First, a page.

نتیجه گیری انگلیسی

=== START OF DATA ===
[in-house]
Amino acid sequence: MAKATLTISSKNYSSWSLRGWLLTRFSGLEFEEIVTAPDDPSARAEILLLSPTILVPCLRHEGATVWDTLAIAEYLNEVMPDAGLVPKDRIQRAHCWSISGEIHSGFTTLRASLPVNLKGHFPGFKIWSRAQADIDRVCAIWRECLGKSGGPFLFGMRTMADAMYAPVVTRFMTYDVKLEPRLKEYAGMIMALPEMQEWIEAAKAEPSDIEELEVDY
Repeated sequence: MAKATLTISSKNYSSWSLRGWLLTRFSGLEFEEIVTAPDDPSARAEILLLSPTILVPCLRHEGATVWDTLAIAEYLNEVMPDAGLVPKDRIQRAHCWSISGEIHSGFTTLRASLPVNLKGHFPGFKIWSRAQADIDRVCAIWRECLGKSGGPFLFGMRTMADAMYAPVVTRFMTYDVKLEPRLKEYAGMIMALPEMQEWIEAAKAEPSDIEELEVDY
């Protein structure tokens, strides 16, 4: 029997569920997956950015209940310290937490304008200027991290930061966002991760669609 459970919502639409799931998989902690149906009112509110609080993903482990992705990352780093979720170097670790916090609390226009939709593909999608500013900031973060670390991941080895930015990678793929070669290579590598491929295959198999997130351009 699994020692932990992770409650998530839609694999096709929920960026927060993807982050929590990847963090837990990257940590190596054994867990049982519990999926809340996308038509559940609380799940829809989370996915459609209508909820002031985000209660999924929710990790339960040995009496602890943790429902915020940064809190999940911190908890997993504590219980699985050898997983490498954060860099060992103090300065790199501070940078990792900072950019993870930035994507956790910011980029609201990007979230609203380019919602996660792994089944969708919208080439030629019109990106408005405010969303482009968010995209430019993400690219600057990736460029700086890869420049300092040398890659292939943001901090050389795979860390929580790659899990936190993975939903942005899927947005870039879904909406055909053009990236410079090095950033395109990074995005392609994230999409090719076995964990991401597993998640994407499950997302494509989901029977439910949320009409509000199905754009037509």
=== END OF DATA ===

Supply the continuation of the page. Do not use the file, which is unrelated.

In this study, I begin to unravel the impacts of telework by investigating the intervening role of work exhaustion in helping to explain the commitment and turnover intentions of teleworkers. Our results indicate that the degree of telework was found to be positively related to organizational commitment and negatively related to turnover intentions, such that a higher degree of teleworking was associated with more commitment to the organization and weakened turnover intentions. Consistent with expectations, work exhaustion was found to partially mediate the relationship between degree of telework and organizational commitment, and to fully mediate the relationship between telework and turnover intentions. By examining the intervening role of work exhaustion, I help shed insight into the impact of telework on two important yet under researched outcomes of telework (Bailey & Kurland, 2002), and in so doing help fill gaps in the literature on this growing form of virtual work. Perhaps more importantly, by heeding the call of earlier researchers to develop new theoretical perspectives for better understanding telework (e.g., Bailey & Kurland, 2002), a primary goal of this research is to shed insight into how telework impacts important organizational variables through the framework of COR theory (Hobfoll, 1988 and Hobfoll, 1989). The impacts of telework in this study are consistent with COR theory and supports the contention by researchers and practitioners that telework’s physical and psychological distance from the office yields valuable resource benefits. More specifically, COR theory predicts that individuals strive to retain and build resources such as emotional and mental energy as a way to bolster themselves against future resource drains, and our results investigating work exhaustion suggests telework enables more beneficial resource management. By providing an altered work context where emotional and mental intensity of interactions can be better managed (Cordes & Dougherty, 1993), telework enables the accumulation of resources in the form of reduced work exhaustion, and avoids the continuous drain associated with prolonged non-intermittent contact characteristic of traditional day-to-day work activities. Moreover, through the absence of commuting and the flexibility to more efficiently accommodate family needs, telework aids the acquisition of additional time and other valued resources (Hobfoll, 1989). While more research is needed, further refinement of COR theory may shed additional insights into telework’s other impacts. Moreover, in keeping with recent emphasis on work exhaustion (Moore, 2000a and Moore, 2000b), this research suggests that telework and other forms of virtual work may help minimize the emotional and mental depletion often associated with demanding jobs, and adds evidence to the burnout literature (e.g., Cordes & Dougherty, 1993) that the exhaustion component of burnout (e.g., Maslach and Jackson, 1981 and Maslach and Jackson, 1986) may be the core explanatory concept. While such assertions are far from conclusive given our correlational data, future researchers should delve further into the emotional and mental stockpiling enabled by new forms of work such as telework, and determine with greater precision the potential impact on the emotional and physical well-being of workers. Expanding the dimensionality (e.g., Densten, 2001) and granularity of research (e.g., Lee & Ashforth, 1996) in this way may extend theory to accommodate such virtual work modes. Future research might also investigate more specific aspects of an employee’s environmental circumstances and individual personality differences which impact the nature and degree of a teleworker’s resource depletion and stockpiling. For example, it is important to understand if it is the mere absence from the office that drives telework’s benefits, or if the presence of family members at home weakens the buffering of work stressors. Moreover, it may be that individual personality differences such as being highly introverted might effect individual reactions to telework and corresponding resource stockpiling. Additionally, since this sample was predominantly male it would be interesting to see how results vary if there is a greater proportion of women. Although gender is controlled in all analysis and this sample is indicative of the firm’s engineering make-up as well as the more general “professional segment” in the telework population (Bailey & Kurland, 2002, p. 387), I encourage future researchers to pursue balanced samples. Finally, while in this study technology was standardized across participants in the company, researches should investigate how technologies influence telework’s impact. While I believe this research contributes to the literature, I cannot infer causality from cross-sectional data. Moreover, although the relationships supported in this research are well grounded in research literature, the potential for feedback loops could further complicate the findings and longitudinal data is needed. Another limitation involves the possibility of common method variance. Although a typical concern in this type of research, the low to moderate correlations between scales in combination with results from the Harman’s single factor test reduces this potential concern. Moreover, our results are consistent with other research that has concluded that while bias may be present, it may not be a significant impact (Doty & Glick, 1998). Never-the-less, the potential for bias exists and care should be taken when interpreting results. Finally, although the response rate is fairly typical of this type of research and our sample is representative of teleworkers in the company studied, additional testing on other samples is needed to ensure results are truly generalizable. These limitations not withstanding, results from this study are especially noteworthy for managers and professionals seeking to make decisions about these work modalities. This study finds a higher degree of teleworking is associated with greater commitment and increased propensity to stay with the organization, which suggests organizational decision makers should encourage employees to expand this work modality based on employee desires. While such decisions should clearly not be made in a vacuum, our study suggests that the value of telework and other virtual work modalities to retaining valued talent may extend beyond simply addressing individual employee needs and contributes towards overall firm retention goals and milestones. Moreover, results of this study indicate that telework may offer managers an avenue to decrease employee work exhaustion, and in so doing not only increase commitment and decrease turnover, but also perhaps gain additional emotional and mental resources to better achieve work objectives. Through absence of a commute and the accumulation of additional time and saved energy resources, teleworkers gain surpluses which can be allocated to work as well as family needs, decreasing overall stress and bolstering output. In this way by being able to achieve more while expending less, teleworking may serve as a managerial tool to invoke greater efficiency while building stockpiles of employee contentment and good will (Hobfoll, 1989). While these assertions remain tentative given our cross-sectional data, such possible managerial and employee uses of teleworking suggest the critical need for future research into this type of virtual work.